Laaaaag! It’s everywhere, and we hate it. This mini article will provide some tips to avoiding the effects of sim lag in your show or production, specifically when using movers. By following these tips you have the ninja skills necessary to stop lag from impacting your show’s scripted movement.
1.0 First, Know your Lag Varieties
For MST movers there are two specific types of lag that cause the most trouble.
- Server-side script lag (typical).
You can identify this by opening up your viewer’s “Sim Statistics” window by pressing control-shift-1 and looking at the “Script Run %” results. Check out the image on the right.In this example the “Scripts Run %” is 24.471%, which is not good. For optimal script performance, you should strive to get this number higher than 60%.What does this number mean? This means “Of all the scripts that attempted to process events in this server frame, we were only able to find time to run 24% of them. The rest were rescheduled for a later frame.” When this number falls below 50% there can be cascading effects that can make it difficult for a sim to recover. Anything that relies on scripts will be noticeably delayed. For Movers, low “Scripts Run %” will cause movers to load or reset very slowly, perform post-rez tasks slowly, and respond to requests to stop or start their movement with a delay.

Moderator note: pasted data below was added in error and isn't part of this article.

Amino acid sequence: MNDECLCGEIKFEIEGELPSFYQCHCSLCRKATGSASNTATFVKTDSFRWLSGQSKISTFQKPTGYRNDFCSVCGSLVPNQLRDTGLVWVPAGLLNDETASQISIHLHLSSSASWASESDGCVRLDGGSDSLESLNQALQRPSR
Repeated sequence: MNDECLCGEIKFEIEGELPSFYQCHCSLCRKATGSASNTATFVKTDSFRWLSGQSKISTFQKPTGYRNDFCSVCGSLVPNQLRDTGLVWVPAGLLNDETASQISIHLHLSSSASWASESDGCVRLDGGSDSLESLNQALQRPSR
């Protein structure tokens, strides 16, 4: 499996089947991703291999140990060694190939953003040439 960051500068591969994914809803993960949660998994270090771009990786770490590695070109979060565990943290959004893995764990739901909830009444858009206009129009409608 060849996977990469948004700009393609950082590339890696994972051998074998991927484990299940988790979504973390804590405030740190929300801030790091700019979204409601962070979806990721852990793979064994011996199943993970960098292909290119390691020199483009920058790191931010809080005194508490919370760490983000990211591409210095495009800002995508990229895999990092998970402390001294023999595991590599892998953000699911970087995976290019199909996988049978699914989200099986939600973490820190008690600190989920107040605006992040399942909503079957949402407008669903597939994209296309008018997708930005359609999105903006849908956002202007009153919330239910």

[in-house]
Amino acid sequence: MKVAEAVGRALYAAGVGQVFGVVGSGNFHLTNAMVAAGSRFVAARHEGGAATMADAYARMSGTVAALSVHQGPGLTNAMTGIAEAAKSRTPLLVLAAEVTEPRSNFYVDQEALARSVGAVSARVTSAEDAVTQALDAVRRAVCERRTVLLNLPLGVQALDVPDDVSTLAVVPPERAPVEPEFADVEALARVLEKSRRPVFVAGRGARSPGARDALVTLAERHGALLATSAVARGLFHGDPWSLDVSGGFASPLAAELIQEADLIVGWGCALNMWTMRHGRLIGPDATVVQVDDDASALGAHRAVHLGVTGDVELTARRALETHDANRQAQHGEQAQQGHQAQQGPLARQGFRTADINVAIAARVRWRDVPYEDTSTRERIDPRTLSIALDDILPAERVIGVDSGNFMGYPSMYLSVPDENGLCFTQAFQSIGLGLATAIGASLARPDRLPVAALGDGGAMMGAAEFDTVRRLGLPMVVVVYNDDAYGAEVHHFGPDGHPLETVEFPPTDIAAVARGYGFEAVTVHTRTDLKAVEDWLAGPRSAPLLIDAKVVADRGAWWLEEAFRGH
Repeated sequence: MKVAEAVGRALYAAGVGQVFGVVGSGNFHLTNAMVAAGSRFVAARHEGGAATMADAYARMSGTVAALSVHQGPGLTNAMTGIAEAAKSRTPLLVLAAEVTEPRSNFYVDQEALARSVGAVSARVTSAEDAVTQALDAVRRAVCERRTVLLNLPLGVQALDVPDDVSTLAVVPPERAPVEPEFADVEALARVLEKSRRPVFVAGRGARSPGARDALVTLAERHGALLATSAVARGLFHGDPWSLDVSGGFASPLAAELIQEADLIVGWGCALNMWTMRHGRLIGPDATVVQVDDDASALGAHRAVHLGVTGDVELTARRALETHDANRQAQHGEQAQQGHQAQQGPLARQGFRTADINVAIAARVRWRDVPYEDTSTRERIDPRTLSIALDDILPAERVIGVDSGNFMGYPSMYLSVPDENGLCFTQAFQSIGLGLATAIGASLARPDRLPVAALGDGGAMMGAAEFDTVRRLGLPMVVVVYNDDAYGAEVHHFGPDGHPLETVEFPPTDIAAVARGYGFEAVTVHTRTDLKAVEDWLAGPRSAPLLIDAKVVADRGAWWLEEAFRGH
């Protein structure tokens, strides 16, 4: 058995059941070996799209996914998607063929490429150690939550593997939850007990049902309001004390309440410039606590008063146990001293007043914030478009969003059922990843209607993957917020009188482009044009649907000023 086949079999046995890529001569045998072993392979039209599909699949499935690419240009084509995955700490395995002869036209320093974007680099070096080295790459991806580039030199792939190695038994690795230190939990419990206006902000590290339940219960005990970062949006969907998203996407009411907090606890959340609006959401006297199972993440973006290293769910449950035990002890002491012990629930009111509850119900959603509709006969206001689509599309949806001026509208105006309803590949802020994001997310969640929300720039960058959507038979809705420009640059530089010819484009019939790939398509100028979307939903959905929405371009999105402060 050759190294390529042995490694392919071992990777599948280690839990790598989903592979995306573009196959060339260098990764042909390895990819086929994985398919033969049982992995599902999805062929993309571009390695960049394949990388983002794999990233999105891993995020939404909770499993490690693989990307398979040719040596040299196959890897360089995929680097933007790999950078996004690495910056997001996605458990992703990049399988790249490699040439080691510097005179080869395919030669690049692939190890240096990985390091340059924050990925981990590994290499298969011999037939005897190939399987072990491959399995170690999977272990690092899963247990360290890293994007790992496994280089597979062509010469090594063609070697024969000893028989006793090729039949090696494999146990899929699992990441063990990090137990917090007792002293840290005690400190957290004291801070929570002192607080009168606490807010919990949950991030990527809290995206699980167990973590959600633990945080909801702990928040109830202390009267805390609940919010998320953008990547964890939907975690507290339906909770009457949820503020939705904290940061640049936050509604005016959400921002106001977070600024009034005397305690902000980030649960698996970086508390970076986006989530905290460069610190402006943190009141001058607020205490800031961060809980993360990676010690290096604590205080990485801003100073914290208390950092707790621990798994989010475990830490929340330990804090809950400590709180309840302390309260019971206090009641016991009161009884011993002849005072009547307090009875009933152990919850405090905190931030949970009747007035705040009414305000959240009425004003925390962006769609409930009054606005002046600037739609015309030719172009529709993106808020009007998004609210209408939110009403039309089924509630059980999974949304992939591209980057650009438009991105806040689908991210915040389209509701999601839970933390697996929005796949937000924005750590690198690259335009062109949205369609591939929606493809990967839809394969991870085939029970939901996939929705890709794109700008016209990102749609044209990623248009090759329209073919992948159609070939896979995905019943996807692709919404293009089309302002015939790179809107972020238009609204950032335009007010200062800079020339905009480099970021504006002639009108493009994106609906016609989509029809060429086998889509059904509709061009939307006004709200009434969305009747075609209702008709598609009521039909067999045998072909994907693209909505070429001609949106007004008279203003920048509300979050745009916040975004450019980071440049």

How do you avoid this situation? Try and reduce the number of scripts and busy scripts in your region. This is a large topic, I’ll attempt to write more in a followup article.
This type of lag is common in today’s SL, but was less prevalent five years ago.
- Server-side region lag (rarer).
If your region has a large number of moving objects or is otherwise strained, it may start to slow down as a whole. You can check this by opening up your viewer’s “Sim Statistics” window by pressing control-shift-1 and looking at the “Sim FPS” and “Physics FPS” lines as shown in the image on the right.Healthy values are greater than 40 FPS (Frames per Second). The Second LIfe server maximum for a perfect region is 45 FPS.
If your region is has a lower than 40 FPS, you may see sluggish, delayed, or erratic avatar moment. You may also see large movement inconsistencies when avatars enter or leave the region.For Movers, a low simulator FPS will result in movement that takes longer than it is supposed to. You may have specified that a movement segment shall take 5 seconds, but a low simulator FPS may cause it to take 7 or 8 seconds.
How do you handle this situation? In some cases you can avoid trouble by using “moveto” commands instead of a long-running long movement sequence. In other situations you may have inspect your region for sources of server-side lag such as– objects that move on their own, pathfinding objects or creatures, objects that change their shape, avatars or objects that are colliding with each other, or similar.
2.0 Reduce Back-To-Back SAY, SHOUT, or WHISPER Commands in your Eventlist
If you are operating in a region with significant script-lag, Try to avoid sending more than two chat (say, shout, whisper) messages out on any channel at the same exact split-second of time. Examples:
3.0|SHOUT:8:moveto dancer1 waypoint1 3.0|SAY:99:fadein 3.0|SAY:40:startParticles
The eventlist above will try to do 3 different things at the exact same time. It will work well on a unlagged sim but if there is script lag, it may not work well. Set up your choreography so that commands can be spaced out further apart in time. Suggestion: 0.5 seconds apart. The following will behave more consistently in script-lagged regions: